Evic­tions close 10 schools

Vi­o­lent protests shut N2 again

Cape Times - - FRONT PAGE - DO­MINIC ADRIAANSE OKUHLE HLATI [email protected]

VI­O­LENT protests along the N2 in Strand flared up yes­ter­day, re­sult­ing in 13 ar­rests, 10 schools forced to close and chaos on the roads when mo­torists had to make U-turns on the free­way as res­i­dents stoned cars in both di­rec­tions.

Pro­test­ers pelted cars and burned tyres and rub­ble to block the road­way, with au­thor­i­ties later clos­ing the N2 be­tween Strand and Som­er­set West. The vi­o­lence erupted when pri­vate se­cu­rity de­mol­ished shacks il­le­gally erected on pri­vate land, which res­i­dents said had pre­vented chil­dren from at­tend­ing school.

Po­lice spokesper­son Noloy­iso Rwex­ana said Pub­lic Or­der Po­lice and Lwan­dle po­lice at­tended to the sit­u­a­tion in the Lwan­dle in­for­mal set­tle­ment in the early hours of yes­ter­day.

“A group of peo­ple were protest­ing af­ter their shacks were de­mol­ished; the com­mu­nity mem­bers wanted to oc­cupy pri­vately-owned land. Po­lice took ac­tion to dis­perse the crowd. A to­tal of 13 peo­ple aged be­tween 20 and 35 were ar­rested – 12 men and a fe­male. Once they are charged, they will ap­pear in the Strand Mag­is­trate’s Court,” said Rwex­ana.

By yes­ter­day evening, Rwex­ana said the area was calm but a strong po­lice pres­ence would re­main to mon­i­tor the sit­u­a­tion. In April, back­yarders in Strand be­gan to mark out plots on the va­cant land op­po­site the N2 near Red­dam House school. The pri­vately-owned land be­longs to Asla Con­struc­tion and has stood va­cant for over a decade, ac­cord­ing to res­i­dents. Asla had applied for a court in­ter­dict against any­one at­tempt­ing to oc­cupy the land.

Com­mu­nity rep­re­sen­ta­tive Vuziyalo Madolo vowed res­i­dents would keep re­build­ing shacks on the land as it had been va­cant for a long time and some could not af­ford their rent.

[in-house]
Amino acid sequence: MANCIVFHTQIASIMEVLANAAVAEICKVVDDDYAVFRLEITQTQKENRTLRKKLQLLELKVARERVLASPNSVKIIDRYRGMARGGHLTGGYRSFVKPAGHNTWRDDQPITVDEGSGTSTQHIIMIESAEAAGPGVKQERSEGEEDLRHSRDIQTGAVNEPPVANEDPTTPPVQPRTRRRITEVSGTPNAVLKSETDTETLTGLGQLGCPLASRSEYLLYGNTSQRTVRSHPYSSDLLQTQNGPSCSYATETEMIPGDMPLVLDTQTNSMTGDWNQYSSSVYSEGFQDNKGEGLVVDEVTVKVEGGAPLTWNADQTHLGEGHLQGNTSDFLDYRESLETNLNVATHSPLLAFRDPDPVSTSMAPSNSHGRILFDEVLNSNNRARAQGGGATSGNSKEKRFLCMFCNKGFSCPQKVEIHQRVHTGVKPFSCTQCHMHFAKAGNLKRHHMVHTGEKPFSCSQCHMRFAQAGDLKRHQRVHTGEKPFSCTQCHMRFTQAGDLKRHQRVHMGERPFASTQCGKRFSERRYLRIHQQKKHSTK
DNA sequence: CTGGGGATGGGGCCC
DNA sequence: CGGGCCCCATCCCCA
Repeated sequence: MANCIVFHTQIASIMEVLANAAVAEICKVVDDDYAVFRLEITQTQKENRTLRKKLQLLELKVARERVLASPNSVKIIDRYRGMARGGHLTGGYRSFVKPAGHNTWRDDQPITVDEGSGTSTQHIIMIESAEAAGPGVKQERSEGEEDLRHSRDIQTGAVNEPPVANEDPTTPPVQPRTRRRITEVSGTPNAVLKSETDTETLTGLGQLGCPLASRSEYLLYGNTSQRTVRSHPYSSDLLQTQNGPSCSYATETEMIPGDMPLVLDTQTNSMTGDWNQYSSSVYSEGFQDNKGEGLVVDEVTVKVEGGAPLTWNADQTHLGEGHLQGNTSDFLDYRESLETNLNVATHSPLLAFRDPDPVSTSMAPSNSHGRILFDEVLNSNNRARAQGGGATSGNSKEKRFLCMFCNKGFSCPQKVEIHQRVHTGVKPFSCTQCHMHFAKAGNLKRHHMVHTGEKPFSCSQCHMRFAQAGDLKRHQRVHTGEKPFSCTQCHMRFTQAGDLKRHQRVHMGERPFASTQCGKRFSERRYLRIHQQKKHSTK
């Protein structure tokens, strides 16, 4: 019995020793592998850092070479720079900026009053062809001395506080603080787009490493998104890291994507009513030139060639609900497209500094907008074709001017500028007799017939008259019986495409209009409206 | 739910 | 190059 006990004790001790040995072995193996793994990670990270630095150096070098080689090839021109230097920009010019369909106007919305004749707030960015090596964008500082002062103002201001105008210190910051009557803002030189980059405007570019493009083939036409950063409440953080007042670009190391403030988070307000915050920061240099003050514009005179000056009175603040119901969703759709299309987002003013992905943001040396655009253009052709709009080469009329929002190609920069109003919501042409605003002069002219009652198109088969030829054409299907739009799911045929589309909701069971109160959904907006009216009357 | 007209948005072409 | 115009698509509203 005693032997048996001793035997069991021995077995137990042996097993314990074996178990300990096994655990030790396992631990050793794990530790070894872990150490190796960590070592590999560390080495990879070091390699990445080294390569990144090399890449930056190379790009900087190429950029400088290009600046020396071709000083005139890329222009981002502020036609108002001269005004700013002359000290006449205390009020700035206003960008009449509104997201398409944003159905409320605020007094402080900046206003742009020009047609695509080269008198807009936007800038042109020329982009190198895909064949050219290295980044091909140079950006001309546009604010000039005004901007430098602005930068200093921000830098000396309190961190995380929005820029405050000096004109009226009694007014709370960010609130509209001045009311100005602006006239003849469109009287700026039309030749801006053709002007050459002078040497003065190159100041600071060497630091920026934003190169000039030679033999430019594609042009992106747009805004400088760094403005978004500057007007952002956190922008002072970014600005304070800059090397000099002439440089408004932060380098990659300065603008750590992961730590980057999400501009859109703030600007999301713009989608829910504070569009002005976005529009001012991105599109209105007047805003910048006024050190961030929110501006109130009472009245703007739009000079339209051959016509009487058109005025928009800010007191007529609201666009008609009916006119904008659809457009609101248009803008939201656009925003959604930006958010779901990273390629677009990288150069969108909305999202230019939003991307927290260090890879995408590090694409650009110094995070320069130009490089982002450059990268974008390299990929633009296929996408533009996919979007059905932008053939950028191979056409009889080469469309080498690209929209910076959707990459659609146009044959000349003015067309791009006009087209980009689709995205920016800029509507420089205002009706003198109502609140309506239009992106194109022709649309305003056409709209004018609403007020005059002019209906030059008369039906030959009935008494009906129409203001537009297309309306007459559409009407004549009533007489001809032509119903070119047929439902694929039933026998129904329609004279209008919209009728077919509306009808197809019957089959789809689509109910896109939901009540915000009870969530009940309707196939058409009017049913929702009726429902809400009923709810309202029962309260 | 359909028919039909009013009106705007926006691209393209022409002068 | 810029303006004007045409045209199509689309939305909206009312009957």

“We can’t see why Asla should own a piece of land in our lo­ca­tion, while we are in need of homes and are over­pop­u­lated. We oc­cu­pied this land since last week and they de­mol­ished our homes with­out a court or­der. They will need an evic­tion or­der if they want to re­move us from here. We will fight for our rights to stay in dig­ni­fied spa­ces,” Madolo said.

Lo­cal coun­cil­lor Simthem­bile Mfe­cane said he was wait­ing for more de­tails from the landown­ers and some city of­fi­cials. “I am aware the struc­tures which were force­fully erected by res­i­dents were de­mol­ished to­day and also on Mon­day,” Mfe­cane said.

West­ern Cape Ed­u­ca­tion De­part­ment (WCED) spokesper­son Bron­agh Ham­mond said 10 schools had to be closed, while at­ten­dance at two other schools in the area was low.

“It is very un­for­tu­nate that schools in the Strand area were dis­rupted. Pupils and ed­u­ca­tors could not get to their schools, with ei­ther walk­ing, bus or car routes af­fected. Many use the N2 as a means of pas­sage and were turned back. It is there­fore ex­tremely dis­heart­en­ing and we ask that our pupils’ ed­u­ca­tion op­por­tu­ni­ties not be af­fected,” said Ham­mond.

The de­part­ment also ex­pressed concern for the af­fected matrics who are writ­ing pre­lim­i­nary ex­ams.

Mayco mem­ber for Hu­man Set­tle­ments Malusi Booi said the owner of the prop­erty ar­ranged for a pri­vate se­cu­rity com­pany to re­move the il­le­gal struc­tures.

“This is a pri­vate matter. There have been in­va­sion at­tempts at var­i­ous parcels of land in Strand which are owned pri­vately, in­clud­ing by Asla.

“All law en­force­ment agen­cies, in­clud­ing the po­lice, con­tinue to mon­i­tor the sit­u­a­tion,” said Booi.

He said the city con­demned land in­va­sions on both pri­vate and city-owned prop­erty be­cause these il­le­gal ac­tions con­se­quently im­pacted on ser­vice de­liv­ery to other res­i­dents.

Asla chief ex­ec­u­tive Werner Jer­ling said the com­pany had re­ceived no sup­port from the city in re­mov­ing the struc­tures yes­ter­day and was forced to con­tract a se­cu­rity com­pany to re­move the struc­tures, at a tremen­dous cost.

“A num­ber of il­le­gal struc­tures were erected in what was clearly a pre­med­i­tated and or­ches­trated at­tempt at il­le­gal land grab­bing. We did is­sue letters de­mand­ing the in­vaders cease and de­sist and re­move their struc­tures and prop­erty prior to the re­moval process,” said Jer­ling.

He said the in­ter­dict was on an in­terim ba­sis, and the fi­nal grant­ing thereof would be ar­gued in the West­ern Cape High Court on Oc­to­ber 17.

Jer­ling said the com­pany had at­tempted to hold talks with the in­vaders in the past but they had, ac­cord­ing to him, re­sorted to threats and vi­o­lence against the com­pany, its staff and prop­erty.

Talks with the city re­gard­ing the prop­erty-re­lated is­sues were sched­uled for to­day, Jer­ling said. He said the com­pany re­mained com­mit­ted to see­ing this prop­erty de­vel­oped in line with its plan­ning pre­scripts, which could cre­ate much­needed em­ploy­ment op­por­tu­ni­ties.

Mean­while the SA Na­tional Roads Agency last week said they had to fork out mil­lions to repair roads dam­aged by protests across the West­ern Cape.

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